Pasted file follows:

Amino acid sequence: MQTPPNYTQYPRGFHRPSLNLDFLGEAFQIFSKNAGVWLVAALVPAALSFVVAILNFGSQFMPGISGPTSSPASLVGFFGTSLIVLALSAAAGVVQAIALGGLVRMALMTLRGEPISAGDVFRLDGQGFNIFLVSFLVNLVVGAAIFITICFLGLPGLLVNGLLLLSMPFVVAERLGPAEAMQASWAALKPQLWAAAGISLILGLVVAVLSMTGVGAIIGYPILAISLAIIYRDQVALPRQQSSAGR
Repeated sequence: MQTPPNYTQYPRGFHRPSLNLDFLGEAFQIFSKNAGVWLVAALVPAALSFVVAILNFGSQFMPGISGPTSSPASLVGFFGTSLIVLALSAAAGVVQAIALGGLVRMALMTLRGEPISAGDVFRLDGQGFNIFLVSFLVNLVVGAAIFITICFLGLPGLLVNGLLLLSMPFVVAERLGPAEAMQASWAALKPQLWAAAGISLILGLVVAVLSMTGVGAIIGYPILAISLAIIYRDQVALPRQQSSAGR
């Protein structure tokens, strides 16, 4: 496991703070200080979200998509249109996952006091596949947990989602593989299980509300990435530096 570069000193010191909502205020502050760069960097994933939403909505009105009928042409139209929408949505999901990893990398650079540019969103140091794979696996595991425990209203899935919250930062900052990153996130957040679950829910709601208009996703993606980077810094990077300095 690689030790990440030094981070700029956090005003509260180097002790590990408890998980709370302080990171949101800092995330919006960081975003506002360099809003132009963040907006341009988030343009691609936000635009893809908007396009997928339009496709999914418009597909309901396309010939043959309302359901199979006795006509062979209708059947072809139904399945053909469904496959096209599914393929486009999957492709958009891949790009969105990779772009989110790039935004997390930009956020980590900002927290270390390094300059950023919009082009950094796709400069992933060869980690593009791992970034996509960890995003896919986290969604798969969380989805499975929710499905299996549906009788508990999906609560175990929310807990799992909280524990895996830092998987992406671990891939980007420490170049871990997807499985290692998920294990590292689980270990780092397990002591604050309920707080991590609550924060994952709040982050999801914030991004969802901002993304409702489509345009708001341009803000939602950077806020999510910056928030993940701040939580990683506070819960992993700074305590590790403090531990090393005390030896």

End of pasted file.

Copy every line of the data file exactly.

Amino acid sequence: MQTPPNYTQYPRGFHRPSLNLDFLGEAFQIFSKNAGVWLVAALVPAALSFVVAILNFGSQFMPGISGPTSSPASLVGFFGTSLIVLALSAAAGVVQAIALGGLVRMALMTLRGEPISAGDVFRLDGQGFNIFLVSFLVNLVVGAAIFITICFLGLPGLLVNGLLLLSMPFVVAERLGPAEAMQASWAALKPQLWAAAGISLILGLVVAVLSMTGVGAIIGYPILAISLAIIYRDQVALPRQQSSAGR
Repeated sequence: MQTPPNYTQYPRGFHRPSLNLDFLGEAFQIFSKNAGVWLVAALVPAALSFVVAILNFGSQFMPGISGPTSSPASLVGFFGTSLIVLALSAAAGVVQAIALGGLVRMALMTLRGEPISAGDVFRLDGQGFNIFLVSFLVNLVVGAAIFITICFLGLPGLLVNGLLLLSMPFVVAERLGPAEAMQASWAALKPQLWAAAGISLILGLVVAVLSMTGVGAIIGYPILAISLAIIYRDQVALPRQQSSAGR
């Protein structure tokens, strides 16, 4: 496991703070200080979200998509249109996952006091596949947990989602593989299980509300990435530096 570069000193010191909502205020502050760069960097994933939403909505009105009928042409139209929408949505999901990893990398650079540019969103140091794979696996595991425990209203899935919250930062900052990153996130957040679950829910709601208009996703993606980077810094990077300095 690689030790990440030094981070700029956090005003509260180097002790590990408890998980709370302080990171949101800092995330919006960081975003506002360099809003132009963040907006341009988030343009691609936000635009893809908007396009997928339009496709999914418009597909309901396309010939043959309302359901199979006795006509062979209708059947072809139904399945053909469904496959096209599914393929486009999957492709958009891949790009969105990779772009989110790039935004997390930009956020980590900002927290270390390094300059950023919009082009950094796709400069992933060869980690593009791992970034996509960890995003896919986290969604798969969380989805499975929710499905299996549906009788508990999906609560175990929310807990799992909280524990895996830092998987992406671990891939980007420490170049871990997807499985290692998920294990590292689980270990780092397990002591604050309920707080991590609550924060994952709040982050999801914030991004969802901002993304409702489509345009708001341009803000939602950077806020999510910056928030993940701040939580990683506070819960992993700074305590590790403090531990090393005390030896």